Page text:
Active Member with Corp. Privileges
- United States
- Los Angeles
I'll get concerned only when ties achieve breeches-level general unacceptability. Although, now that I think about it, breeches are ripe for an ironic comeback.
I don't like the look of an open-necked shirt with suit, sports jacket or blazer; but I will wear a sports-jacket with a roll-necked jumper in winter. In summer I'd always drop the jacket (an extra layer) rather than the tie, but I know that this is heresy in these fora!I still wear ties, even with sport coats.
These days it seems the situation is reversed, with the odd guy in the coat and tie and the masses dressed as sub-par AmJacks!
I live on a lake where seasonal people represent 90% of the population. As you can imagine, the people attending Sunday church services are very casual. I rarely see anyone in a sport coat let alone a tie.
I know I've told this before (I have very few interesting things in my past, so I just recycle a lot). I joined the trading / investment banking division on UBS in NYC in 1988 where the gentleman running the trading floor was an old Wall Street pro. The unwritten rule (I learned it by watching, it wasn't written down anywhere as far as I knew) was suit and tie and, like, TK167 noted, almost all were grey or navy suits with white or light blue shirts and an extensive array of ties, but still, none that couldn't have come from BB or Paul Stuart....Back in the nineteen seventies when I worked in a very conservative bank, the ranks of dark grey and navy suits were almost indistinguishable, and that was amplified by the fact that virtually everyone wore pale blue or white pinpoint shirts and well shined black cap toed bals. Occasionally some rebel wore an ecru shirt or some #8 wingtips. Ties were another matter. There were repps, polka dots, emblematic, neats, Macclesfields, and even the odd madder paisley. No two were alike. Then in the mid nineteen eighties the Hermès craze was upon us, and gorgeous patterns and electric colors started to appear. ...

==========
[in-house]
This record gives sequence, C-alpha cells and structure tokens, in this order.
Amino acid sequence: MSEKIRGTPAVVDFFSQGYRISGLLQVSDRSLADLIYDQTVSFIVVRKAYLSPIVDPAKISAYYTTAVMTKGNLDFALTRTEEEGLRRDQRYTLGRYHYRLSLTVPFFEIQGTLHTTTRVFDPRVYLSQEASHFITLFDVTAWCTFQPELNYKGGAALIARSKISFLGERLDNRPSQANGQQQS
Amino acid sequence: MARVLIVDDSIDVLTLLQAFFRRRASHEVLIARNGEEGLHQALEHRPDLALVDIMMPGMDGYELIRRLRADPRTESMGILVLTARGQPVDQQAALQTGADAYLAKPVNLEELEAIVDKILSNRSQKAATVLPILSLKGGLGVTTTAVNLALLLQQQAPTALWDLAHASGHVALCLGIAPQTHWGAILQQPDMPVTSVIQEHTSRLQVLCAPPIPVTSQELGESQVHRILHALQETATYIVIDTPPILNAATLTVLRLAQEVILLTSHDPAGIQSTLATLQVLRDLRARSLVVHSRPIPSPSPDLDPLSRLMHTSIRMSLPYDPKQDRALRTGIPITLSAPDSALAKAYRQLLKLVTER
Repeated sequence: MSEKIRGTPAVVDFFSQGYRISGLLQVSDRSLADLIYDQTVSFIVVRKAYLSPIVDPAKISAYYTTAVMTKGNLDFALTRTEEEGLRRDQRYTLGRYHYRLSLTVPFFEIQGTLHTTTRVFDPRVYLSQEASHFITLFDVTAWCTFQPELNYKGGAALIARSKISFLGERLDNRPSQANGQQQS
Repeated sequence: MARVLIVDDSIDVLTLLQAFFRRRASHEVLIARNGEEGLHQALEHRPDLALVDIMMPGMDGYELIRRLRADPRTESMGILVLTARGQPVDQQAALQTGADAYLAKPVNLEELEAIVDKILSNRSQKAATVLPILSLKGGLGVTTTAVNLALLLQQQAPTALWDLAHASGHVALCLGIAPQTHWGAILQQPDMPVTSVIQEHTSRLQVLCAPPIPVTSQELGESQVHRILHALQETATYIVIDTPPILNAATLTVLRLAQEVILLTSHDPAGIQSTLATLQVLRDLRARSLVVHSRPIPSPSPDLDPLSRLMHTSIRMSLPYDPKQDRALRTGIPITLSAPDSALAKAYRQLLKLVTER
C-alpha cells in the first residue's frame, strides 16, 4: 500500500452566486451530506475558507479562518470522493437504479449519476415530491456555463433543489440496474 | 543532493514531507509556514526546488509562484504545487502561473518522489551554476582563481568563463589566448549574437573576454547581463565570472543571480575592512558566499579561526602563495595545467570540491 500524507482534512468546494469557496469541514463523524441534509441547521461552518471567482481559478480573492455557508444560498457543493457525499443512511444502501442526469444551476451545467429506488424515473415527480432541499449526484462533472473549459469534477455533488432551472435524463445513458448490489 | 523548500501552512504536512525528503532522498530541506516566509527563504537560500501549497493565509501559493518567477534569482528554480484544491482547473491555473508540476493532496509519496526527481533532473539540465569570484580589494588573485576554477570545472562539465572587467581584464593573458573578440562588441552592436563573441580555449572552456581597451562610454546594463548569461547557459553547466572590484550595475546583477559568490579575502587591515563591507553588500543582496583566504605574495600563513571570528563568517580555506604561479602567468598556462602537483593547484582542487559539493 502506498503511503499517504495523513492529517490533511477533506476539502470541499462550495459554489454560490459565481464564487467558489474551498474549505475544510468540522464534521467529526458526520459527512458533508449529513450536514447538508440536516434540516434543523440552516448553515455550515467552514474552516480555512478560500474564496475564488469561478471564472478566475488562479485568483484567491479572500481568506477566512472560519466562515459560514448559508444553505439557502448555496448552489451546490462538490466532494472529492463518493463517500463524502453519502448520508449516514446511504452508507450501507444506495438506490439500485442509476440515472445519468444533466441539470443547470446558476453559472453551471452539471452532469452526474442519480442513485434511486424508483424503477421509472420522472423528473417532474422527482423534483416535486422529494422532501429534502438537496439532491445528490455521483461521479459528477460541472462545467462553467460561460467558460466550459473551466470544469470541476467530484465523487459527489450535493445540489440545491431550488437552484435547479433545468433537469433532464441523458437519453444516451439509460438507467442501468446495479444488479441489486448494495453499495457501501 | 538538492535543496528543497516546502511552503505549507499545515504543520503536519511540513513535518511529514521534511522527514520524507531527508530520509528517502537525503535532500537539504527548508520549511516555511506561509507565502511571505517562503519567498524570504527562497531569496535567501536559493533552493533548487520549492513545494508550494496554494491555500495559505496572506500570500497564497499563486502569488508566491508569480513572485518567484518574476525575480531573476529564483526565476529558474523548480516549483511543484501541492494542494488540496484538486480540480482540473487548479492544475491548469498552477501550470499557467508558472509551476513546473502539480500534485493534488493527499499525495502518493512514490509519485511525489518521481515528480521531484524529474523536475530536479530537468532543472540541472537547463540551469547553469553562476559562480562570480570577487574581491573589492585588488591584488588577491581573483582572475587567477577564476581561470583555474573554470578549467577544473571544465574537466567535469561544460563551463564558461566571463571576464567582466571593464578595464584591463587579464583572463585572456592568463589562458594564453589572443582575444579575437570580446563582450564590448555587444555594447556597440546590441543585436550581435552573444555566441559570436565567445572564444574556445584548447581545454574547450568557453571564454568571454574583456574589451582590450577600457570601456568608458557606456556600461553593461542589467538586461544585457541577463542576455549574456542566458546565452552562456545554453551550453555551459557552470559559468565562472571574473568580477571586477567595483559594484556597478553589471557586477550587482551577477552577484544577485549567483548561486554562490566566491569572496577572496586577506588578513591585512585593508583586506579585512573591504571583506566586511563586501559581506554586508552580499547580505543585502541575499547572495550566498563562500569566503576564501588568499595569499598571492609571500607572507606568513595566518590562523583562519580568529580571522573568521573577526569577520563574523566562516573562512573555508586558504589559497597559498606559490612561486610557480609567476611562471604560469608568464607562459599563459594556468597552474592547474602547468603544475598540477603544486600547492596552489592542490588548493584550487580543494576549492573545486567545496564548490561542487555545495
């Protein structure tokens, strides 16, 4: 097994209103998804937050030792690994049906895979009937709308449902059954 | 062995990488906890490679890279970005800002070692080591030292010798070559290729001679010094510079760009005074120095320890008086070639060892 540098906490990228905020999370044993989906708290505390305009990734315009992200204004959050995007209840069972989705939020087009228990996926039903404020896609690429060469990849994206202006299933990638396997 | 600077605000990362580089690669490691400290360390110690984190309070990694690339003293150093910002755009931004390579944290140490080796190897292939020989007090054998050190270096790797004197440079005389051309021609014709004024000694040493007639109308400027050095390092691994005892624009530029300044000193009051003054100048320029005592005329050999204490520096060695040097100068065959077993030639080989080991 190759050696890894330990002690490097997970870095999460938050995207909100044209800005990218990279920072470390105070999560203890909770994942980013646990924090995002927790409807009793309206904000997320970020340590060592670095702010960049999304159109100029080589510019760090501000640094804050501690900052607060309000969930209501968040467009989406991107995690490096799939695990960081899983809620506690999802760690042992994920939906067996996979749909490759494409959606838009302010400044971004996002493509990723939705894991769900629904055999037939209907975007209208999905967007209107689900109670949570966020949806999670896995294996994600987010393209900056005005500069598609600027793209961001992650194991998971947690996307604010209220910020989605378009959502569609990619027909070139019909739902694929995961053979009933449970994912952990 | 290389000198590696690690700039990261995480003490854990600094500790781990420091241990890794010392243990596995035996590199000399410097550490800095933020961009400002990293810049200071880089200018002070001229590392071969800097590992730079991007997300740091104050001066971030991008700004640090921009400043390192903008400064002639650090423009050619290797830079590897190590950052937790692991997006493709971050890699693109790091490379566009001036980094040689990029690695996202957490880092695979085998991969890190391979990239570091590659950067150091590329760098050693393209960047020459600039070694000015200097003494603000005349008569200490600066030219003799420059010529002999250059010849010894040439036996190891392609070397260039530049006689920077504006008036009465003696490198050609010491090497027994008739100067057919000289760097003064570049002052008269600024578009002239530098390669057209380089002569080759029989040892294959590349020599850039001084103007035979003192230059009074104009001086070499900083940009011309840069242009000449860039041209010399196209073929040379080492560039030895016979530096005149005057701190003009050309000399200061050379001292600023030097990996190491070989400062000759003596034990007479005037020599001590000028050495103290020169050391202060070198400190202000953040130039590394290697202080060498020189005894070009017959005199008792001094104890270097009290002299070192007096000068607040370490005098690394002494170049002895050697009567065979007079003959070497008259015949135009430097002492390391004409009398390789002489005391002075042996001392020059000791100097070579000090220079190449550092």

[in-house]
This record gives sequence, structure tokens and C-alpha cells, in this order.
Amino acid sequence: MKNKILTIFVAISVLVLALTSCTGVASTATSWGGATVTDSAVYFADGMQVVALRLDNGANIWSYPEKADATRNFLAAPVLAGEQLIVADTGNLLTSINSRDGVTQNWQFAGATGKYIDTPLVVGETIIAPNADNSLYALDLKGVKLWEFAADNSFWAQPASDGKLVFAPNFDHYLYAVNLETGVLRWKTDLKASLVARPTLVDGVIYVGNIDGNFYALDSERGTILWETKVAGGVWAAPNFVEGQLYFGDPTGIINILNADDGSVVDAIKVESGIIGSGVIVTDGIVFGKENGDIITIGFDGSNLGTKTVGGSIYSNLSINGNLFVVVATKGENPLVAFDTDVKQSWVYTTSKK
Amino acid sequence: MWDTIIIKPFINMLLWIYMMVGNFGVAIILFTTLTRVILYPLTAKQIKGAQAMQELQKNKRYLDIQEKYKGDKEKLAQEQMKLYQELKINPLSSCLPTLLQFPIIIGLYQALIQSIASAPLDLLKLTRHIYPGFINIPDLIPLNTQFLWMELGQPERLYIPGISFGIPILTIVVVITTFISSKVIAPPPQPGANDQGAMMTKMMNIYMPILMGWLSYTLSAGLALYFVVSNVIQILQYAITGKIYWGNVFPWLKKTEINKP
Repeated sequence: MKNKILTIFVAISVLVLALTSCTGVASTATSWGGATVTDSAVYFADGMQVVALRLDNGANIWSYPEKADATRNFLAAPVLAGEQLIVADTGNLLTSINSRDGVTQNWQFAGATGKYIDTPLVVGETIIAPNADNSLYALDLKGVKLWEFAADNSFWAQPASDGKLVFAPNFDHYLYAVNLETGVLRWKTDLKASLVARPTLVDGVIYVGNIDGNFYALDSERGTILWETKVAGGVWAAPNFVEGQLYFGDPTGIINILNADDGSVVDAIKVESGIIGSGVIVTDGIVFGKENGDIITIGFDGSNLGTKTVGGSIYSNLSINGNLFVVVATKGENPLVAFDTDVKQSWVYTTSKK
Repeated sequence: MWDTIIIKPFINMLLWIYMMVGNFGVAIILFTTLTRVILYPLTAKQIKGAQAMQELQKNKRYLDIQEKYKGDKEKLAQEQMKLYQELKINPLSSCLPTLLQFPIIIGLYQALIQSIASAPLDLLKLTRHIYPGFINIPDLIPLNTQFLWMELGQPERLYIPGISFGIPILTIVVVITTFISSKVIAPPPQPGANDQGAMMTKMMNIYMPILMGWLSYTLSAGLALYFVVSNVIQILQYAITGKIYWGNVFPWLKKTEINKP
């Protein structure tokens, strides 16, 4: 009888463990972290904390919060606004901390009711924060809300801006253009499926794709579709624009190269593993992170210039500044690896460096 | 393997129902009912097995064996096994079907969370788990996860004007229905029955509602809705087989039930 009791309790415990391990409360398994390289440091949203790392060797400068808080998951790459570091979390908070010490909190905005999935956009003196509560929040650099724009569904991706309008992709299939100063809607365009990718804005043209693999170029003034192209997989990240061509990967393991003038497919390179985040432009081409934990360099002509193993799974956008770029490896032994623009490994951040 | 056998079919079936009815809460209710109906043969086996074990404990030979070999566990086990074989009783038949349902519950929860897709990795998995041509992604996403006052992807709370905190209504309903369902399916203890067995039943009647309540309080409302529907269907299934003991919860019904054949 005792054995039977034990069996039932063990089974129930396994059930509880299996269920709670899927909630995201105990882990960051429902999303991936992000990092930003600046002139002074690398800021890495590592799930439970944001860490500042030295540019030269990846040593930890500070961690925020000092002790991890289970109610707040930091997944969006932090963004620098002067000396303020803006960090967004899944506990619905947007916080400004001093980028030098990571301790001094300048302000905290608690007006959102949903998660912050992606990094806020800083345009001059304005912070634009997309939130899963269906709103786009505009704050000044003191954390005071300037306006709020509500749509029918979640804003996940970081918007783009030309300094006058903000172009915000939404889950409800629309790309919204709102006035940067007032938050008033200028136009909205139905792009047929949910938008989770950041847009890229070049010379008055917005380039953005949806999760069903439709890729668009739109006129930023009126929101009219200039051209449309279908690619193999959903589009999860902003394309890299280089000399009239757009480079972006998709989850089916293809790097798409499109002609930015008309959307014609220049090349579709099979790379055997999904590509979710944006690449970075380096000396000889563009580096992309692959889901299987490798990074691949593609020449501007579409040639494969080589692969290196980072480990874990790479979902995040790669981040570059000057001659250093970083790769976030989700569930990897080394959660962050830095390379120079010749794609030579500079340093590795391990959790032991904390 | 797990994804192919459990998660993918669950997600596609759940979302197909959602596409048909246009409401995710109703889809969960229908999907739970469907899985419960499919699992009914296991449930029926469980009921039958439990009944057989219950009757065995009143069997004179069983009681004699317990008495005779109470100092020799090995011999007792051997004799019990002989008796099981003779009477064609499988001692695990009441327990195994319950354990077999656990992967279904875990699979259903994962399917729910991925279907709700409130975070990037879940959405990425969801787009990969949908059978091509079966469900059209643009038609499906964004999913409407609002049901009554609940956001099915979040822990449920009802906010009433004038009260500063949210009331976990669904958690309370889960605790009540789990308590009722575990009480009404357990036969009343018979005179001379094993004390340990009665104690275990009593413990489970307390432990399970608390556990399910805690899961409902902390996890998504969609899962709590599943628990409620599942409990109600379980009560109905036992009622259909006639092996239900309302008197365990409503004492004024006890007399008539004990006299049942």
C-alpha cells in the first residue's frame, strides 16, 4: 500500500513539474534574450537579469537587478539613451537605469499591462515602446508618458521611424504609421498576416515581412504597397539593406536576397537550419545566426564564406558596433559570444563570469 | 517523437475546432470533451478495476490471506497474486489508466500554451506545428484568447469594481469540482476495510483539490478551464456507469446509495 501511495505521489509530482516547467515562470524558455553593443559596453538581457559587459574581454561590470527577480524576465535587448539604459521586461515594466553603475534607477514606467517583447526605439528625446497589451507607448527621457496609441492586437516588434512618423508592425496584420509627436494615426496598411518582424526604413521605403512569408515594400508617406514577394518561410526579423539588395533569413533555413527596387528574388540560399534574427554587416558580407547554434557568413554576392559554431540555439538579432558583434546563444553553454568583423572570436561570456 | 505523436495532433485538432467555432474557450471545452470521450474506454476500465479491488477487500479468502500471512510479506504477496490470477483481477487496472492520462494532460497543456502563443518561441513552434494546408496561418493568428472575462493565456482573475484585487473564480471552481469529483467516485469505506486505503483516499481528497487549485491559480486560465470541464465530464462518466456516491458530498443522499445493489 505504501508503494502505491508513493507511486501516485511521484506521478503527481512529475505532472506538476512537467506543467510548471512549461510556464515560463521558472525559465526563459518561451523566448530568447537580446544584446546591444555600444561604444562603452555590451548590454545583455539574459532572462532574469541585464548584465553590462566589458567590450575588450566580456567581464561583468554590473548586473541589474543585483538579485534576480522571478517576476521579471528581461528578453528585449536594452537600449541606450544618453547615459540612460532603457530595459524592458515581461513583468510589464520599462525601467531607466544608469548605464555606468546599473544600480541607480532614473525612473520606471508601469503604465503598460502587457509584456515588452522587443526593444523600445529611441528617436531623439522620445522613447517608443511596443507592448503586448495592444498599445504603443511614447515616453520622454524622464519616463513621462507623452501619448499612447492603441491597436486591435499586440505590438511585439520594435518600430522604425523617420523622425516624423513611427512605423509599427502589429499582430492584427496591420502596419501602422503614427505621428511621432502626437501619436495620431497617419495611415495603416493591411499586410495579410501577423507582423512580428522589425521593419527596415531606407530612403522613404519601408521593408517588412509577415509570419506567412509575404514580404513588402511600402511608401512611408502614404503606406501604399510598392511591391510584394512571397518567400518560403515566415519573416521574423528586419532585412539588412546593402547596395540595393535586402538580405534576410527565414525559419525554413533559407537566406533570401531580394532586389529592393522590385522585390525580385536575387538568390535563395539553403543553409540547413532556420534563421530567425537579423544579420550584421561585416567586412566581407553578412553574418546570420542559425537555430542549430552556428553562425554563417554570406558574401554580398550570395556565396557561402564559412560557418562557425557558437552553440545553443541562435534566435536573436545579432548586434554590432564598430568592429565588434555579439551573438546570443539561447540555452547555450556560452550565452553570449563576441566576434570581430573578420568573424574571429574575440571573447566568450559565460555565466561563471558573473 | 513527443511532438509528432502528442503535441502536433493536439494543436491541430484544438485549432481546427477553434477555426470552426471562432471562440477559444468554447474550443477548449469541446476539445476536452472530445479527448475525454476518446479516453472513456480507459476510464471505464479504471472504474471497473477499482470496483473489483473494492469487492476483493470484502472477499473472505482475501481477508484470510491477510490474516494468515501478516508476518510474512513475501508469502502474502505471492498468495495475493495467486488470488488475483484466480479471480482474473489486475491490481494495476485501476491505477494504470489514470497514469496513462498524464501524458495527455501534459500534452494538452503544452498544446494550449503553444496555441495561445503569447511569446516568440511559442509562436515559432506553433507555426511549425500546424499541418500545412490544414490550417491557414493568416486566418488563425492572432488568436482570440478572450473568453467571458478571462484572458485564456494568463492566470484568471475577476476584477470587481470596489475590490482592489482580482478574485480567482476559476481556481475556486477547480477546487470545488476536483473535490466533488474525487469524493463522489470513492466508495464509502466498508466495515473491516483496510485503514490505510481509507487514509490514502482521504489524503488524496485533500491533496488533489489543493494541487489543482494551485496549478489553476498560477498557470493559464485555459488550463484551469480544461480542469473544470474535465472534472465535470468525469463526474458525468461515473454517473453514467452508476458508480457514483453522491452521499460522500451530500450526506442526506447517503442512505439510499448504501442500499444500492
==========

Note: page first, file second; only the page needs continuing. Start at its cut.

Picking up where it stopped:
What Paul didn't note is that his walk takes him through one of Manhattan's major business district. I usually note about 10% tie-wearers in that area - so not far off from Paul's estimate. Come up to my neighborhood - the Upper East Side - and the number drops to 5% during the week and 1% on weekends (and that's only 'cause I live near a large teaching hospital which seems to have a few older employees who still dress in suits or sport coats and ties).The tie business now addresses a "niche" market. When I walk from the Port Authority in NYC to my 44th St appointments I see 100s of men and can count on one hand the number who are wearing a tie. ...
Wow and I've always assumed it was the sport coat that made my outfit look so "dressed up" to others.Fading Fast, my not summer and not work outfit is Levis, chinos, or cords, a chambray workshirt or a Tee-shirt, and either a sweater or, if it’s cold or wet, a waterproof coat, and I get the same comment! Standards are even lower here than in the city. I tend to look presentable as these fora might view it only a few times a week, sometimes only once! An observation appropriate to your avatar. By merely putting on a watch even the chambray and chinos looks dressier!